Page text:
“There is a lot less transparency around the non-Senate confirmed individuals … and the ethics process lags, even though the rules still apply," said Max Stier, president of the Partnership for public Service, a government oversight group. "Those folks put themselves at risk by not getting clearance and understanding the rules.”

 

Surprisingly, she's out. In this administration, that's unheard of.

 

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GreyhoundFan

The corruption is neverending: "‘Using his position for private gain’: HUD lawyers warned Ben Carson risked running afoul of ethics rules by enlisting son"

Spoiler

Housing and Urban Development Secretary Ben Carson allowed his son to help organize a “listening tour” in Baltimore last summer despite warnings from department lawyers that doing so risked violating federal ethics rules, according to internal documents and people familiar with the matter.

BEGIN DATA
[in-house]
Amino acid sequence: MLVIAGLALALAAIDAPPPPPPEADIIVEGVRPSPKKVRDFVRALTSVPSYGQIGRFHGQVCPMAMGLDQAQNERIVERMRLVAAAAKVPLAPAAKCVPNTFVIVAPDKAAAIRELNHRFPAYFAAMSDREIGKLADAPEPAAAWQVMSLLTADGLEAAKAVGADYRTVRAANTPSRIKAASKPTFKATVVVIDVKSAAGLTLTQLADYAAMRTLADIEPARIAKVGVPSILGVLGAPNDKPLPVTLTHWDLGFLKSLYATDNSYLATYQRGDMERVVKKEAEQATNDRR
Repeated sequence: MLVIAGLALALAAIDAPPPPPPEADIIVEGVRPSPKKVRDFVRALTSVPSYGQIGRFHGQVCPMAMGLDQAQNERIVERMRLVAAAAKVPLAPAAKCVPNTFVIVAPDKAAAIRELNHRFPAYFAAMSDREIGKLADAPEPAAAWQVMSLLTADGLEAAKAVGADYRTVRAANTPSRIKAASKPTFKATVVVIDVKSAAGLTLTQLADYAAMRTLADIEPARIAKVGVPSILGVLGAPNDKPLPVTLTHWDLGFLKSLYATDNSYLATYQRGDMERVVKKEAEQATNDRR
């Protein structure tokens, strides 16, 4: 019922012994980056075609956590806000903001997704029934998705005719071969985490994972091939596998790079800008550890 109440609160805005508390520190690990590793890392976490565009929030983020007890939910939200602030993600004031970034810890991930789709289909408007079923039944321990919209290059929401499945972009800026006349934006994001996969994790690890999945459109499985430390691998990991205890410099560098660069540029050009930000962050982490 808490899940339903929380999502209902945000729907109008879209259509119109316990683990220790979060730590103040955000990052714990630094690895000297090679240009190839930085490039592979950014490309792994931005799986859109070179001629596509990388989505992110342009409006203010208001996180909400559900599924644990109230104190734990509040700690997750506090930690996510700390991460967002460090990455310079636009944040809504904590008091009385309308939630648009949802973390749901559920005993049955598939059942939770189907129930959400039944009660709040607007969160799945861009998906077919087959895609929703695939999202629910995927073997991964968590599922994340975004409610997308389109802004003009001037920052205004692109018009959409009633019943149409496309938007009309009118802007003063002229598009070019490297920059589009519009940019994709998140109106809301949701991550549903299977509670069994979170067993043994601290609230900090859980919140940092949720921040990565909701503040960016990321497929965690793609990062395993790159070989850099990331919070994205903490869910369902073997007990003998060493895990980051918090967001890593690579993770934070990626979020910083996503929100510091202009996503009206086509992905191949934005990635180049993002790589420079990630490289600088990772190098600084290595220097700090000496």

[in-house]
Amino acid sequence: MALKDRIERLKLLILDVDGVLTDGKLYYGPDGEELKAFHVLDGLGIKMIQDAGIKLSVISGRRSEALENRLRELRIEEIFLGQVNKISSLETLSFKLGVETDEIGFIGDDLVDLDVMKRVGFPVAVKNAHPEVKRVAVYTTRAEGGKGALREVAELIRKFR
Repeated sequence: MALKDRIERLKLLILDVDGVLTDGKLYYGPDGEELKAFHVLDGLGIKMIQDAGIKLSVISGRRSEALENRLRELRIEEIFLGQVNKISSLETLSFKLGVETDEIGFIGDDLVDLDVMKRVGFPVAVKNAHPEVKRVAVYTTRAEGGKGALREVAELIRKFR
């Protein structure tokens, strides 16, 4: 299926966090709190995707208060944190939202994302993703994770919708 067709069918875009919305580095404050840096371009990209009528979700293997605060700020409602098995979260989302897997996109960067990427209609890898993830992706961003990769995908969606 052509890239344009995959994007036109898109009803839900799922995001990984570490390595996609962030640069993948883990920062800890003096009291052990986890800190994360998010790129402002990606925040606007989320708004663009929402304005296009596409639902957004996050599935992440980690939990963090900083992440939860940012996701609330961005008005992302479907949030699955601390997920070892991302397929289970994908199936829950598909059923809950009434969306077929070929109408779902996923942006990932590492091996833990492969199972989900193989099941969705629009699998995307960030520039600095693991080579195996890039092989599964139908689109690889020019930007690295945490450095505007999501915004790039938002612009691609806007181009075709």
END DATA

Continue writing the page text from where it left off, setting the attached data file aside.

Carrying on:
In the days before the event in late June, career officials and political appointees raised concerns that Carson’s son, local businessman Ben Carson Jr., and daughter-in-law were inviting people with whom they potentially had business dealings, the documents show.

“I expressed my concern that this gave the appearance that the Secretary may be using his position for his son’s private gain,” Linda M. Cruciani, HUD’s deputy general counsel for operations, wrote in a July 6 memo, describing her reaction upon learning of Carson Jr.’s involvement from other staff members.